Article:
An acoustic plasmon mode in a graphene-dielectric-metal structure has recently been spotlighted as a superior platform for strong light-matter interaction. It originates from the coupling of graphene plasmon with its mirror image and exhibits the largest field confinement in the limit of a sub-nm-thick dielectric. Although recently detected in the far-field regime, optical near-fields of this mode are yet to be observed and characterized. Here, we demonstrate a direct optical probing of the plasmonic fields reflected by the edges of graphene via near-field scattering microscope, revealing a relatively small propagation loss of the mid-infrared acoustic plasmons in our devices that allows for their real-space mapping at ambient conditions even with unprotected, large-area graphene grown by chemical vapor deposition. We show an acoustic plasmon mode that is twice as confined and has 1.4 times higher figure of merit in terms of the normalized propagation length compared to the graphene surface plasmon under similar conditions. We also investigate the behavior of the acoustic graphene plasmons in a periodic array of gold nanoribbons. Our results highlight the promise of acoustic plasmons for graphene-based optoelectronics and sensing applications.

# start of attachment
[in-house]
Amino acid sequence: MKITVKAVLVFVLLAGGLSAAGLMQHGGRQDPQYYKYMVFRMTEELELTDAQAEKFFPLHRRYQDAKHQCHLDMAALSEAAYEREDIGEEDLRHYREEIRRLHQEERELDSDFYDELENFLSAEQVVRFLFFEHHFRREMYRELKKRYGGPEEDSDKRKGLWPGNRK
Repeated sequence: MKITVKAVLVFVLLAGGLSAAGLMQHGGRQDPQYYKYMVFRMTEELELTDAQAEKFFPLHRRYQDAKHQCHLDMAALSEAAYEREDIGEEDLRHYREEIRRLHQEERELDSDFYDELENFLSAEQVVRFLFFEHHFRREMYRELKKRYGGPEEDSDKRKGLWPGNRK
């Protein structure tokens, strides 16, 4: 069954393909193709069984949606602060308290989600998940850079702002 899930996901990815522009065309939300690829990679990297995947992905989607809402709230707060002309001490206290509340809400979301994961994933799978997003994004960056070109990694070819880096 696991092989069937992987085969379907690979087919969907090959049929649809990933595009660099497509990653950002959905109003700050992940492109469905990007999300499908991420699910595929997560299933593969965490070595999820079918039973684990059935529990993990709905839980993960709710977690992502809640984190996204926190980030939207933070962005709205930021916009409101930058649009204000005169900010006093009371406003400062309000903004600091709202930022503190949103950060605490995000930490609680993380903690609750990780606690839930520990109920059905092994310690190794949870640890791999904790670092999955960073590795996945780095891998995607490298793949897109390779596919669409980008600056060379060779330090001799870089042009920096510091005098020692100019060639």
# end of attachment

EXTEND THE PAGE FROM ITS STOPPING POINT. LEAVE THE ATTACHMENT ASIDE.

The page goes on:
Bibliographical noteFunding Information:
This work was supported by the Samsung Research Funding & Incubation Center of Samsung Electronics under Project Number SRFC-IT1702-14. S.G.M. acknowledges support from the Young Researchers program of the National Research Foundation of Korea (NRF) funded by the Korean government (MSIT) (2019R1C1C1011131). I.-H.L., T.L., and S.-H.O. acknowledge support from the U.S. National Science Foundation (NSF ECCS 1809723). S.-H.O. further acknowledges support from the Samsung Global Research Outreach (GRO) Program and the Sanford P. Bordeau Chair in Electrical Engineering at the University of Minnesota. T.-T.K. acknowledges support from the Priority Research Centers Program through the NRF funded by the Ministry of Education (NRF-2019R1A6A1A11053838). S.L. and Y.H.L. acknowledge support from the Institute for Basic Science of Korea (IBS-R011-D1). Device fabrication was conducted in the Minnesota Nano Center, which is supported by the U.S. National Science Foundation through the National Nano Coordinated Infrastructure Network (NNCI) under Award Number ECCS-2025124.
© 2021, The Author(s).
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